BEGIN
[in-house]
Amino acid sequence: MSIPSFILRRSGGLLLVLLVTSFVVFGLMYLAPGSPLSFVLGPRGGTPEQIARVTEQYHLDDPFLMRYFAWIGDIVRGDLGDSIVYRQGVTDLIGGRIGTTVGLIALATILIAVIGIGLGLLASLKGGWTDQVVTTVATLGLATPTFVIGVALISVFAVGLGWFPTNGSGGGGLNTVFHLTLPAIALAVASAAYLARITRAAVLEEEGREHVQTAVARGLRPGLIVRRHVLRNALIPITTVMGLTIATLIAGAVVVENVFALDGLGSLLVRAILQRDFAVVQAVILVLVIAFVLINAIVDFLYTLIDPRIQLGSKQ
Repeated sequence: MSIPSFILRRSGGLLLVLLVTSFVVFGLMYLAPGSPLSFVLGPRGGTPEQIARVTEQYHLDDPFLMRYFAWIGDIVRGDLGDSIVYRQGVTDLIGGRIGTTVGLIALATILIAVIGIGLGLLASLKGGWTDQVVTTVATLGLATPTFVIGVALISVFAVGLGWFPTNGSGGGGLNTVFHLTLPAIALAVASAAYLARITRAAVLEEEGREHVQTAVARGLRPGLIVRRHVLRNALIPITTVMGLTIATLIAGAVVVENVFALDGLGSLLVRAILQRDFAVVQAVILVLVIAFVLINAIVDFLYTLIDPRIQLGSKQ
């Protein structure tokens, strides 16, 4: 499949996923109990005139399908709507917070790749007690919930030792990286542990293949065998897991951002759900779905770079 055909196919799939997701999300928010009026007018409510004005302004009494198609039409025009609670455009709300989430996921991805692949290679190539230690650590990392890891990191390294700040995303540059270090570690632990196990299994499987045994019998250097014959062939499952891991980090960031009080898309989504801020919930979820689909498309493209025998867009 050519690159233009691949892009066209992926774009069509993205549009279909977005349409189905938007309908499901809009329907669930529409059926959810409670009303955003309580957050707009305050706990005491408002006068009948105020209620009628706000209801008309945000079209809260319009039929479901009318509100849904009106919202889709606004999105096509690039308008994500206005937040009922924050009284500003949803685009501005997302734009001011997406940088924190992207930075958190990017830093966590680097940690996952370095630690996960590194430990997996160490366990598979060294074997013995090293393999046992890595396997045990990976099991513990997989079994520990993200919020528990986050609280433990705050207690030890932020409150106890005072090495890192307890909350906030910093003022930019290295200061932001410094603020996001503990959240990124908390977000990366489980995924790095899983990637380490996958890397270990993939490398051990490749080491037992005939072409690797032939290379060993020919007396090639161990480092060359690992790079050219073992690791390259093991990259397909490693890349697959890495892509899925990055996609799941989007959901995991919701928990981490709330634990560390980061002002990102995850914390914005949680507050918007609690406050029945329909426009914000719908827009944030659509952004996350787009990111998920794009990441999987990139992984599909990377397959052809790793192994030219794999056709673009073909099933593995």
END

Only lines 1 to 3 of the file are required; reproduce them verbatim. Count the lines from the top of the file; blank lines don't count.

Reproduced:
[in-house]
Amino acid sequence: MSIPSFILRRSGGLLLVLLVTSFVVFGLMYLAPGSPLSFVLGPRGGTPEQIARVTEQYHLDDPFLMRYFAWIGDIVRGDLGDSIVYRQGVTDLIGGRIGTTVGLIALATILIAVIGIGLGLLASLKGGWTDQVVTTVATLGLATPTFVIGVALISVFAVGLGWFPTNGSGGGGLNTVFHLTLPAIALAVASAAYLARITRAAVLEEEGREHVQTAVARGLRPGLIVRRHVLRNALIPITTVMGLTIATLIAGAVVVENVFALDGLGSLLVRAILQRDFAVVQAVILVLVIAFVLINAIVDFLYTLIDPRIQLGSKQ
Repeated sequence: MSIPSFILRRSGGLLLVLLVTSFVVFGLMYLAPGSPLSFVLGPRGGTPEQIARVTEQYHLDDPFLMRYFAWIGDIVRGDLGDSIVYRQGVTDLIGGRIGTTVGLIALATILIAVIGIGLGLLASLKGGWTDQVVTTVATLGLATPTFVIGVALISVFAVGLGWFPTNGSGGGGLNTVFHLTLPAIALAVASAAYLARITRAAVLEEEGREHVQTAVARGLRPGLIVRRHVLRNALIPITTVMGLTIATLIAGAVVVENVFALDGLGSLLVRAILQRDFAVVQAVILVLVIAFVLINAIVDFLYTLIDPRIQLGSKQ